Quiz In Between



Tumor Protein 53

TUMOR PROTEIN 53 (TP53)

Q. 1

About p53 all are true except 

 A

Encodes 53k Da protein

 B

Located on Chr. 17

 C

Arrests cell cycle at GI phase

 D

Wild type p53 is associated with childhood tumors.

Q. 1

About p53 all are true except 

 A

Encodes 53k Da protein

 B

Located on Chr. 17

 C

Arrests cell cycle at GI phase

 D

Wild type p53 is associated with childhood tumors.

Ans. D

Explanation:

Wild type p53 is associated with childhood tumours [Ref: Bobbin’s 8th/e p. 290, 291, 292]

Wild type 53 is the normal (non mutated form of p53).

  • The normal p53 gene is a tumour suppressor gene that prevents the development of tumours.
  • When wild/normal p53 gene undergoes some mutation, it is called the mutant p53 gene.
  • Mutant p53 gene is associated with various human cancers.

– A little over 50% human tumours contain mutation in this gene.

– Homozygous loss of p53 occurs in virtually every type of cancer including carcinomas of the lung, colon and breast.

p53 Guardian of genome

  • p53 gene is located on chromosome 17Q.
  • It is a tumour suppressor gene.
  • “p53 acts as a molecular policemean that prevents the propagation of genetically damaged cell”.

p53 gene product i.e., p53 protein is a DNA binding protein in the nucleus, when called into action, it controls the transcription of several other genes.

  • The major functional activities of the p53 protein are: ?

Activation of temporary cell cycle arrest (quiescence)

p53 induces transcription of p21°, a CDK inhibitor.

– p21 inhibit cyclin D-CDK-4 e complex leading to arrest of cell cycle late in G1 phase. – This allows time for DNA repair (1.

DNA repair

p53 helps in DNA repair not only by allowing time for DNA repair but also by directly inducing the transcription of GADD 45Q (growth arrest and DNA damage).

GADD 45 encodes a protein that is involved in DNA repair.

– If DNA damage is repaired successfully, p53 activates MDM 2 which in turn causes degradation of p53. This MDM-2 induced degradation of p53 causes relieve in cell cycle block.

Triggering of programmed cell death

p53 directs the transcription of several pro-apoptotic genes such as BAX and PUMA (approved name BBC3) and induces apoptosis.

Induction of pennanent cell cycle arrest (quiescent)

p53 can also cause permanent cell cycle arrest.

It is characterized by specific changes in morphology and the exact mechanism is not known.


Q. 2

In a Teritary level Lab it is observed that chronic, increased exposure to ionizing radiation results in damage to cellular DNA. As a consequence, a protein is now absent that would arrest the cell in the G1 phase of the cell cycle. Subsequent to this, the cell is transformed to acquire the property of unregulated growth. The absent protein is most likely the product of which of the following genes?

 A RAS
 B VHL
 C p53
 D MYC
Q. 2

In a Teritary level Lab it is observed that chronic, increased exposure to ionizing radiation results in damage to cellular DNA. As a consequence, a protein is now absent that would arrest the cell in the G1 phase of the cell cycle. Subsequent to this, the cell is transformed to acquire the property of unregulated growth. The absent protein is most likely the product of which of the following genes?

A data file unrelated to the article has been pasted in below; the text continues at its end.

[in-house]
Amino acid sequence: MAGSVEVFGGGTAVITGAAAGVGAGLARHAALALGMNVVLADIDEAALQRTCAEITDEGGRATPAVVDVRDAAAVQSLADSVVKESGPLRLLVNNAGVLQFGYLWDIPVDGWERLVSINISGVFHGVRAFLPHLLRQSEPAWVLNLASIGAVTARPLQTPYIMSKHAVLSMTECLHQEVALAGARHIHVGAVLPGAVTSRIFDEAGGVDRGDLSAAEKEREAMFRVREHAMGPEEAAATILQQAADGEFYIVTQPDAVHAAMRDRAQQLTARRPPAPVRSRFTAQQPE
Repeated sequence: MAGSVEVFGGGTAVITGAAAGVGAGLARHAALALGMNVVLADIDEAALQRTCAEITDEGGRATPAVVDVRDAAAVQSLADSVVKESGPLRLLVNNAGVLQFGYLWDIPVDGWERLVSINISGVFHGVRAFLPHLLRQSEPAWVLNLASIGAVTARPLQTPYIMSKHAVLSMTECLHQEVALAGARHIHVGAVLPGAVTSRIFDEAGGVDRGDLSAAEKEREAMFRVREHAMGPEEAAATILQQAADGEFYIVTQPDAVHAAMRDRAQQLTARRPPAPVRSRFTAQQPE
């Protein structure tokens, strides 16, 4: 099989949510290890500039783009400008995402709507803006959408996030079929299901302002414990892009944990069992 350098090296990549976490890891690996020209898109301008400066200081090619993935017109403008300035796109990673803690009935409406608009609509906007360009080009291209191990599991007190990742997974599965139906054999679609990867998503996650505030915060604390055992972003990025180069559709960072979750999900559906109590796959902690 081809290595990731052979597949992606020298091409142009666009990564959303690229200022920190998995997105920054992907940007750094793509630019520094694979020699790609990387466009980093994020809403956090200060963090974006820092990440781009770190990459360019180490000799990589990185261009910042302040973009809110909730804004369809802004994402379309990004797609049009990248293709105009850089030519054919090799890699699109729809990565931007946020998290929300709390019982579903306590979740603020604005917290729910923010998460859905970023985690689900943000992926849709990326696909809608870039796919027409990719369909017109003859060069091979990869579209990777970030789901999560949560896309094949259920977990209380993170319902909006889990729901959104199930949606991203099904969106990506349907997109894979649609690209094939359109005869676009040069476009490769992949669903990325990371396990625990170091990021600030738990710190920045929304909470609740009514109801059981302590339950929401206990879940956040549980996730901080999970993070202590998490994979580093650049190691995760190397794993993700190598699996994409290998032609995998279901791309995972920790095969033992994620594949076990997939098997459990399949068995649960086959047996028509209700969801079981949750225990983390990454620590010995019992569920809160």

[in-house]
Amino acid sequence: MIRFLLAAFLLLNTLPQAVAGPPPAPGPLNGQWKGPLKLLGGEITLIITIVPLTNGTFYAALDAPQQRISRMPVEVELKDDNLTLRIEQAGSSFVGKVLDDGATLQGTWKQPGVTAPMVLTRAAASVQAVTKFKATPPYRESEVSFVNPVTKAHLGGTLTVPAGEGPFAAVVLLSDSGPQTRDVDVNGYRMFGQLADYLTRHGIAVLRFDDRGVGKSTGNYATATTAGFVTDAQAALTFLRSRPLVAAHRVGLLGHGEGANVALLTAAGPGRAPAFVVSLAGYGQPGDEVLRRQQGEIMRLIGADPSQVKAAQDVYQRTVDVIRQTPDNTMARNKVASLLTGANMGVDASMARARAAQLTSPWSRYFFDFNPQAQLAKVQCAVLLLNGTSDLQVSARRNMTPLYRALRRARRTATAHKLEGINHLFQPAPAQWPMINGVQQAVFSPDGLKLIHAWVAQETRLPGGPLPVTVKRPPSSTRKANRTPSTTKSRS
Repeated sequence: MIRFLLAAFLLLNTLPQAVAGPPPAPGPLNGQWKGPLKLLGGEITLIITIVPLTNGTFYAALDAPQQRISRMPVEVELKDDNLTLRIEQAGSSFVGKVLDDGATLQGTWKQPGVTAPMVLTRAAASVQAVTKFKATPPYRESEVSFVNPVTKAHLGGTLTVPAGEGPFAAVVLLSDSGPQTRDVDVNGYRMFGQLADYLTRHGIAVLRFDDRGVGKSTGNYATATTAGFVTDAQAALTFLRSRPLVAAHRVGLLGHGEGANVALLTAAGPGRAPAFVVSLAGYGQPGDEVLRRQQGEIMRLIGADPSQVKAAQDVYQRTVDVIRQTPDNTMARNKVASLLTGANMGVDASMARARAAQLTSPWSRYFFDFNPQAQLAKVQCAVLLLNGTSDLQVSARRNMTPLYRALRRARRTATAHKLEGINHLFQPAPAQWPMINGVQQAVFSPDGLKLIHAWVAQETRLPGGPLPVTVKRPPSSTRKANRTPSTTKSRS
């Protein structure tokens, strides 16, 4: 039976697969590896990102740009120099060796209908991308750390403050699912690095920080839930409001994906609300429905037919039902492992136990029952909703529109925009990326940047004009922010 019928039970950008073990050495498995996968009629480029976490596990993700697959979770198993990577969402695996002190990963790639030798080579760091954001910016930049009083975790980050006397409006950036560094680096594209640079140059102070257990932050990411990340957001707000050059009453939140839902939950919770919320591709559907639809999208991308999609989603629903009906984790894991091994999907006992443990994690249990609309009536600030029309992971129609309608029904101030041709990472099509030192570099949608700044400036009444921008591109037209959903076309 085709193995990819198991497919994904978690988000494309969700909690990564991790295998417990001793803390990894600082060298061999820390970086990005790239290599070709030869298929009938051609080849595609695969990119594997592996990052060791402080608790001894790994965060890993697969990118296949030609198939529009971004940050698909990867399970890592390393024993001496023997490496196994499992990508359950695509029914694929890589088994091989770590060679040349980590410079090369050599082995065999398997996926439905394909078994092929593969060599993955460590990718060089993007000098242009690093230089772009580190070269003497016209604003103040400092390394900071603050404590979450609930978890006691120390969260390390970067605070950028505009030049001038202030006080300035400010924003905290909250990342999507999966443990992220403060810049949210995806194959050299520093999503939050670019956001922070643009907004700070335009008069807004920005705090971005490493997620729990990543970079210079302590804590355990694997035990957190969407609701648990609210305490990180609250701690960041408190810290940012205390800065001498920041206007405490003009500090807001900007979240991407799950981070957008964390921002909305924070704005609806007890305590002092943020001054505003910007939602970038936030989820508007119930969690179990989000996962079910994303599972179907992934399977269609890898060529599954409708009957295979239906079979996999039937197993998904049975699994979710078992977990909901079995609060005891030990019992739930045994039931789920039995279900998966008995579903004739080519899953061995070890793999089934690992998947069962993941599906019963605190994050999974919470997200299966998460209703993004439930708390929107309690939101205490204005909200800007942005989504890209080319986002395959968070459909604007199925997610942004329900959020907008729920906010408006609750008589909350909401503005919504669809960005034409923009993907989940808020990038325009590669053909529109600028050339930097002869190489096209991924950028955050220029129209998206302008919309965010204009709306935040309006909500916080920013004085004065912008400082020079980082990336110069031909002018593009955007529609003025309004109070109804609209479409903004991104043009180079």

A RAS
 B VHL
 C p53
 D MYC
Ans. C

Explanation:

p53


Q. 3 False about p53 is:
 A It is present on chromosomes 17
 B It causes cell cycle arrest in G 1
 C 53 KDa
 D Non mutated wild p53 is asssociated with neoplasm in childhood
Q. 3 False about p53 is:
 A It is present on chromosomes 17
 B It causes cell cycle arrest in G 1
 C 53 KDa
 D Non mutated wild p53 is asssociated with neoplasm in childhood
Ans. D

Explanation:

Non mutated wild p53 is asssociated with neoplasm in childhood

Quiz In Between


Q. 4

What is the half-life of p53 protein in normal cells?

 A

20 minutes

 B

60 minutes

 C

12 hours

 D

1 day

Q. 4

What is the half-life of p53 protein in normal cells?

 A

20 minutes

 B

60 minutes

 C

12 hours

 D

1 day

Ans. A

Explanation:

In non stressed, healthy cells, p53 has a short half-life (20 minutes), because of its association with MDM2, a protein that targets it for destruction.
When the cell is stressed, for example by an assault on its DNA, p53 undergoes post-transcriptional modifications that release it from MDM2 and increase its half-life. Unshackled from MDM2, p53 also becomes activated as a transcription factor.
Ref: Robbins 8th edition Chapter 7.

 


Q. 5

Which of the following statements is not correct regarding p53 gene?

 A

Located on chromosome 17

 B

Arrests cell cycle at Gl phase

 C

Is a 53 kDa protein

 D

Wild type is associated with tumors

Q. 5

Which of the following statements is not correct regarding p53 gene?

 A

Located on chromosome 17

 B

Arrests cell cycle at Gl phase

 C

Is a 53 kDa protein

 D

Wild type is associated with tumors

Ans. D

Explanation:

Wild type of p53 gene refers to the Normal (Non-mutated) form of p53 gene.
The wild type of p53 gene (Normal/Non-mutated) is a tumor suppressor gene that maintains the genetic integrity of cells and prevents the development of tumors.
It is the mutated form of p53 gene (and not the wild type) that is associated with tumors.
 
Ref: Harrison’s Principles of Internal Medicine, 17th Edition, Pages 499, 500; Cancer: Principles and Practice of Oncology By De vita, 6th Edition, Page 19; Robbin’s Illustrated Pathology, 7th Edition, Page 302; Textbook of Pathology By Harsh Mohan, 5th Edition, Pages 2216-17

Q. 6

‘Policemen gene’ or ‘Guardian gene’ is the name given to?

 A

Myc

 B

Meu

 C

P53

 D

Abl

Q. 6

‘Policemen gene’ or ‘Guardian gene’ is the name given to?

 A

Myc

 B

Meu

 C

P53

 D

Abl

Ans. C

Explanation:

p53 acts as a ‘molecular policemen’ that prevents the propagation of genetically damaged cells. p53 is crucial in multicellular organisms, where it regulates the cell cycle and, thus, functions as a tumor suppressor that is involved in preventing cancer.